In some embodiments, the above described methods may also be implemented with software. For example, various embodiments provides for a computer-readable storage medium including computer readable instructions that, if executed by a computer system, cause the system to determine an index location with respect to an image in physical image space of an index nozzle of a printer, a version of the image being stored in a memory, to determine a rotation angle of the printer, to calculate, based at least in part on the determined index location and rotation angle, one or more secondary locations with respect to the image in the physical image space of one or more secondary nozzles of the plurality of nozzles, to read data stored at corresponding locations of the memory based at least in part on the index and secondary locations in physical image space, said corresponding locations of the memory associated with the index and secondary locations in physical image space, and to control the nozzles based at least in part on said reading of data stored at the corresponding locations of the memory to form at least a portion of the image onto a print medium.

These and other features of various embodiments of the present invention are described in greater detail herein.

BRIEF DESCRIPTION OF THE DRAWINGS

The present invention will be described by way of exemplary embodiments, but not limitations, illustrated in the accompanying drawings in which like references denote similar elements, and in which:

FIG. 1 schematically illustrates a grid, and outlines of print heads in a physical image space;

FIG. 2 schematically illustrates the print heads of FIG. 1 and selective features of the print heads;

FIG. 3 is a flow diagram for controlling a plurality of nozzles of a printer, in accordance with various embodiments of the present invention;

FIG. 4 illustrates movement of an exemplary print head in physical image space during a printing operation, in accordance with various embodiments of the present invention;

FIG. 5 is a schematic of a system including a handheld printing device, in accordance with various embodiments of the present invention;

FIG. 6 is a block diagram of selective components of the print engine of FIG. 5, in accordance with various embodiments of the present invention; and

FIG. 7 is block diagram of one of the digital differential analyzer (DDA) of FIG. 6, in accordance with various embodiments of the present invention.

DETAILED DESCRIPTION

In the following detailed description, reference is made to the accompanying drawings which form a part hereof wherein like numerals designate like parts throughout, and in which are shown, by way of illustration, specific embodiments in which the invention may be practiced. It is to be understood that other embodiments may be utilized and structural or logical changes may be made without departing from the scope of the present invention. Therefore, the following detailed description is not to be taken in a limiting sense, and the scope of the present invention is defined by the appended claims and their equivalents.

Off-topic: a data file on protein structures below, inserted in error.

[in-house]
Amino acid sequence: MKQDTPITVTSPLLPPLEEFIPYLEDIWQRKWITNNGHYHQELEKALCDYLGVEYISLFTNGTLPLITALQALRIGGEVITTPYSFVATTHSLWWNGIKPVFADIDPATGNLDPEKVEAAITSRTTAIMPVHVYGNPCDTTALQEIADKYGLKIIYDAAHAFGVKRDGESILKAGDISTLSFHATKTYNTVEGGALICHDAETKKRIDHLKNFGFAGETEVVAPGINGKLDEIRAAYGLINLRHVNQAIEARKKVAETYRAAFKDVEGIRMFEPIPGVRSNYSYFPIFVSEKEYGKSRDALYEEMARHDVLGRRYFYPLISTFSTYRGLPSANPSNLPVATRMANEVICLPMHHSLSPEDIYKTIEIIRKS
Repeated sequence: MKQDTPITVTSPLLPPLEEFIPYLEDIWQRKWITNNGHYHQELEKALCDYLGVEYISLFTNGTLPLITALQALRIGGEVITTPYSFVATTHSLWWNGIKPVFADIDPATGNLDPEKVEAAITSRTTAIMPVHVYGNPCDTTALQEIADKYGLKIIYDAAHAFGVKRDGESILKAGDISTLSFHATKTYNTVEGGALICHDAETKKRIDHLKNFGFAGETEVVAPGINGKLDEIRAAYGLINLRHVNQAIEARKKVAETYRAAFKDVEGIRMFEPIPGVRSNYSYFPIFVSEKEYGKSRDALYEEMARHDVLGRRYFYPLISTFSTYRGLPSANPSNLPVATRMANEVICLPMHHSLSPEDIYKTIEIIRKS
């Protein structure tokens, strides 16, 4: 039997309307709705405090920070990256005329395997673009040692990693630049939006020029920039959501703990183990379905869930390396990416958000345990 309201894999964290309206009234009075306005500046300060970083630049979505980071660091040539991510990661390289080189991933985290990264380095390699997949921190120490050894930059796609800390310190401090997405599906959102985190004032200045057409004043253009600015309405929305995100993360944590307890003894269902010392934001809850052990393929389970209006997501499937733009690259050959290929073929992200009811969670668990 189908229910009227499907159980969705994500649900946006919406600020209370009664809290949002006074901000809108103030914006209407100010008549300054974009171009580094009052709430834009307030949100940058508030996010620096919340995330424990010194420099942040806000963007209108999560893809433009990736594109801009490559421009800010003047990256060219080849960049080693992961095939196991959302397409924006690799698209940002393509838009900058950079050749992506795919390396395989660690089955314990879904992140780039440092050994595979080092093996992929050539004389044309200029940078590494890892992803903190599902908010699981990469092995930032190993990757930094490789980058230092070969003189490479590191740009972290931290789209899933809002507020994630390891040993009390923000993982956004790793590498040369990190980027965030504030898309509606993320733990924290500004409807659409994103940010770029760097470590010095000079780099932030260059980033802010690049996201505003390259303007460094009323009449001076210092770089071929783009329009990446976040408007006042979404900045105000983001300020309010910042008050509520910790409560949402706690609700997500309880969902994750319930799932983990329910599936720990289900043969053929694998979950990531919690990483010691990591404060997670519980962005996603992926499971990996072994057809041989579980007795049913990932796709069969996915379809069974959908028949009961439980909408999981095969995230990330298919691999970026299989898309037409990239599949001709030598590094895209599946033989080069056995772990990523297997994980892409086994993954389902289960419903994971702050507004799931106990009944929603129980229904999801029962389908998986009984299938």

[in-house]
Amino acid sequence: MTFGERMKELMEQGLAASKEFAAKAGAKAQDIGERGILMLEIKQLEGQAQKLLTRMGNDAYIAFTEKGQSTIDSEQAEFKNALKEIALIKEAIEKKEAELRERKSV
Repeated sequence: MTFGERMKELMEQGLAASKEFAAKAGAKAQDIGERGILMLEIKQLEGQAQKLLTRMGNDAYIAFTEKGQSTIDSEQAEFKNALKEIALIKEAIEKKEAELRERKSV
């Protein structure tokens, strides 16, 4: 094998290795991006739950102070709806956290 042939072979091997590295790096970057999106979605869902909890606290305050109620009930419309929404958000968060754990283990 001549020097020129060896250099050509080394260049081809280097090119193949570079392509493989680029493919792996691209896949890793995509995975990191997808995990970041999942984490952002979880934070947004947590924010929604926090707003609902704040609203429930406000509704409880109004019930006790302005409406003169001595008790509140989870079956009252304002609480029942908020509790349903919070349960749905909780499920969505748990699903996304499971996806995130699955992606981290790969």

Reference in the specification to “one embodiment” or “an embodiment” means that a particular feature, structure, or characteristic described in connection with the embodiment is included in at least one embodiment. The appearances of the phrase “in one embodiment” in various places in the specification do not necessarily all refer to the same embodiment, but they may.

The phrase “A and/or B” means (A), (B), or (A and B). The phrase “A, B, and/or C” means (A), (B), (C), (A and B), (A and C), (B and C) or (A, B and C). The phrase “(A) B” means (A B) or (B), that is, A is optional.

According to various embodiments of the present invention, methods and apparatuses are provided that may facilitate, for example, a handheld printer to accurately and efficiently print an image onto print medium. Embodiments of the present invention may also allow the operator the freedom to move a handheld printer in any linear or nonlinear direction with respect to the print medium during a printing operation of an image onto a print medium without causing disruptions or degradation of the image to be formed. A handheld printer may be any type of portable or mobile printer with a plurality of nozzles. Examples of such printers include, for example, handheld ink jet-printers with ink nozzles, handheld laser printers with a plurality of light beam sources such as light emitting diodes (LEDs) for illuminating a light sensitive print medium, and so forth. The terms “handheld printer,” “handheld printing device,” and “handheld device” may be used interchangeably throughout the following description. Thus, these terms are synonymous. Further, the terms “printing operation” and “print job” may also be used interchangeably throughout the following description and are, therefore, synonymous.